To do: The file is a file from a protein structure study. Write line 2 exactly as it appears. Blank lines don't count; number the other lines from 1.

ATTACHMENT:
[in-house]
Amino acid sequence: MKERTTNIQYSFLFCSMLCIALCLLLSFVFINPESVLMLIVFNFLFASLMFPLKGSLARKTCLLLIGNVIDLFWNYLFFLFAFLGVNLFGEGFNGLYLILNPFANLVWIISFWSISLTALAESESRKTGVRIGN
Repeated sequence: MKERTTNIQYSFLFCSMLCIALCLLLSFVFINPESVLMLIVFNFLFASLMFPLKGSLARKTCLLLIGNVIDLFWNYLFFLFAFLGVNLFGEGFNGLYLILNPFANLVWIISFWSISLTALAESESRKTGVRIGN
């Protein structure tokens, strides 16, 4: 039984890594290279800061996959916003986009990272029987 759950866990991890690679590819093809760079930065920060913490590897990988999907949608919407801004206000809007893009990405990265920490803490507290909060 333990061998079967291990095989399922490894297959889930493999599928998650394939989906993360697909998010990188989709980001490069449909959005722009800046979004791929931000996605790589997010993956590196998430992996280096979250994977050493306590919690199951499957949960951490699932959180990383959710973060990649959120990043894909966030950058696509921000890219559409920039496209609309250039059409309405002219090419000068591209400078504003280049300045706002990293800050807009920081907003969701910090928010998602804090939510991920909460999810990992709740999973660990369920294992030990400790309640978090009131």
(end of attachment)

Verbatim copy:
Amino acid sequence: MKERTTNIQYSFLFCSMLCIALCLLLSFVFINPESVLMLIVFNFLFASLMFPLKGSLARKTCLLLIGNVIDLFWNYLFFLFAFLGVNLFGEGFNGLYLILNPFANLVWIISFWSISLTALAESESRKTGVRIGN